In Krieger v. Bank of America, N.A., 2018 WL 2224393, at *5-8 (3d Cir. May 16, 2018), the Court of Appeals for the Third Circuit overturned a District Court order dismissing the plaintiff’s Fair Credit Billing Act (FCBA) claim. On July 29, 2015, the plaintiff called the bank to dispute an allegedly fraudulent $657 charge which was first reflected on his July 2015 Bank of America credit card statement. Bank of America initially credited the plaintiff’s account–which was noted on the August 2015 statement–only to later reinstate the charge on the plaintiff’s September 2015 account statement. In dismissing the plaintiff’s FCBA claim, the District Court ruled that the plaintiff’s 60-day window to submit written notice of a disputed charge must be calculated from the “first periodic statement that reflects the alleged billing error” as set forth in 12 C.F.R. § 1026.13(b)–which the District Court concluded was the July 2015 account statement. The Third Circuit rejected this interpretation, holding that “where a creditor removes a charge from a consumer’s statement only later to reinstate it, the consumer has 60 days after receiving the first statement on which the reinstated charge appears to provide written notice of the billing error.” Id. at *6. According to the Court of Appeals, that was the September 2015 statement. The Circuit Court reasoned:
To hold otherwise would saddle the consumer with an ongoing duty to file a written dispute concerning a seemingly “resolved” dispute or risk forfeiting all rights under the FCBA, and, at the same time, would offer creditors a path to avoid their FCBA obligations altogether by automatically removing a charge in response to a concerned consumer’s call—surely a common first response when a curious charge appears on a credit card bill—and then waiting for 60 days to pass before reinstating it.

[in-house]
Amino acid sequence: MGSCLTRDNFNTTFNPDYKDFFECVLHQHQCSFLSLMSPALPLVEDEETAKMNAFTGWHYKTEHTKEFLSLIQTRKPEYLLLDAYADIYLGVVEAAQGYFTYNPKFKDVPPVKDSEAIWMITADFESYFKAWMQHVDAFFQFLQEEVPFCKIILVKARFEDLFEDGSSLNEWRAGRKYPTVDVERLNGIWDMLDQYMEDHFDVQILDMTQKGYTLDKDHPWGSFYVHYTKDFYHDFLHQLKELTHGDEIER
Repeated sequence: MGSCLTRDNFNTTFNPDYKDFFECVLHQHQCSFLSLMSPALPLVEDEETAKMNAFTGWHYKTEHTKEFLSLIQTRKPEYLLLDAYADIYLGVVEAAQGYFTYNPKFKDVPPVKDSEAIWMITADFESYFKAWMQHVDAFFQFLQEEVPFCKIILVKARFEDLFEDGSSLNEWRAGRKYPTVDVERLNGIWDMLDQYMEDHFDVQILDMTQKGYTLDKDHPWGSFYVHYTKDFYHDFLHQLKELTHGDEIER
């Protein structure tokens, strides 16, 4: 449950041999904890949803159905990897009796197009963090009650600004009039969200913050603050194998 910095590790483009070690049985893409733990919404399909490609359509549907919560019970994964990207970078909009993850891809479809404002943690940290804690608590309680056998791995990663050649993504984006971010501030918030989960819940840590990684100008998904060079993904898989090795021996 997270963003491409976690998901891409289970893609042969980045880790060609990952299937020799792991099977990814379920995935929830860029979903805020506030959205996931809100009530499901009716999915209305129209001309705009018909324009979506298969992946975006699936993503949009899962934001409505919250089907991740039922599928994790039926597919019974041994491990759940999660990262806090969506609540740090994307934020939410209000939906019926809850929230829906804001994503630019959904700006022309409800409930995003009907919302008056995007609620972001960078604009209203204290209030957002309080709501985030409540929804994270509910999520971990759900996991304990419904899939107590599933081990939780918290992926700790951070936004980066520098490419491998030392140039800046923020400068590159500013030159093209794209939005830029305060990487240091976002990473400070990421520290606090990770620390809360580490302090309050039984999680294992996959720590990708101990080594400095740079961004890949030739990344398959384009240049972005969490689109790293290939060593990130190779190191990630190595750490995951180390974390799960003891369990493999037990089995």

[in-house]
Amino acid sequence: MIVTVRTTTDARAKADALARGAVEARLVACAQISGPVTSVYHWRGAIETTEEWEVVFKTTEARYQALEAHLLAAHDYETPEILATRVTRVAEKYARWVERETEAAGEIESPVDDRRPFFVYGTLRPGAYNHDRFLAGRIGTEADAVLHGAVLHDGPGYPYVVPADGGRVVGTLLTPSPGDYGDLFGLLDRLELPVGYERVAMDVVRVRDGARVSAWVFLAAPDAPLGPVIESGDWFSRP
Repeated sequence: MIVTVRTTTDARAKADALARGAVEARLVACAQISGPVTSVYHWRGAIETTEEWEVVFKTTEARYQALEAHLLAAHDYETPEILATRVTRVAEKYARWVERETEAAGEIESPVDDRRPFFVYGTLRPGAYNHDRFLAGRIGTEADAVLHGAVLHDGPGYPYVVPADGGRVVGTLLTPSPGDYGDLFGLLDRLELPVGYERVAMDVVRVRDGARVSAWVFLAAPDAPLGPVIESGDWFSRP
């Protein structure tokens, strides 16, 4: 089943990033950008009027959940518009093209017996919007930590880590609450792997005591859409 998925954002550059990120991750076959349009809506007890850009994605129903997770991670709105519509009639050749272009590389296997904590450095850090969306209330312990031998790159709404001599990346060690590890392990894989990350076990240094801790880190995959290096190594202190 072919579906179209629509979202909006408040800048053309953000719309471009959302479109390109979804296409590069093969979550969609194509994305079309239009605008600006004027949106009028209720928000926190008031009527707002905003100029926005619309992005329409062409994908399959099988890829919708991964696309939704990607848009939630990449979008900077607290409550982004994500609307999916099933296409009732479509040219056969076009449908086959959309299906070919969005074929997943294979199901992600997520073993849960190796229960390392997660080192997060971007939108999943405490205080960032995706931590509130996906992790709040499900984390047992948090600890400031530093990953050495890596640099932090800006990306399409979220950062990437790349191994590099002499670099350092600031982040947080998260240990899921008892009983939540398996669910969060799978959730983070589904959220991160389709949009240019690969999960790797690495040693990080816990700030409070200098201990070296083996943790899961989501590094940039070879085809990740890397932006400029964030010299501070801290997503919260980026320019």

The Third Circuit also held that the plaintiff had properly stated an actionable “Unauthorized Use” claim under the Truth in Lending Act (TILA) for the bank’s alleged violation of 15 U.S.C. § 1643.
We conclude that a cardholder incurs “liability” for an allegedly unauthorized charge when an issuer, having reason to know the charge may be unauthorized, bills or rebills the cardholder for that charge. When an issuer does so, it must comply with the requirements of § 1643, and when a cardholder alleges those requirements were violated, those allegations may state a claim under § 1640.
The Court of Appeals further noted that the plaintiff’s choice to pay the $657 disputed charge first and then sue did not deprive him of his right to seek damages under Section 1643. The Third Circuit reasoned that the purpose of Section 1643–i.e., consumer protection–would “not [be] served by forcing every cardholder billed for an unauthorized charge to pick between twin evils: (1) refusing to pay, and risking late fees, interest, and rate increases, see 15 U.S.C. § 1637(b)(11)(B)(ii), (b)(12); or (2) paying, and forfeiting his right to limited liability altogether.”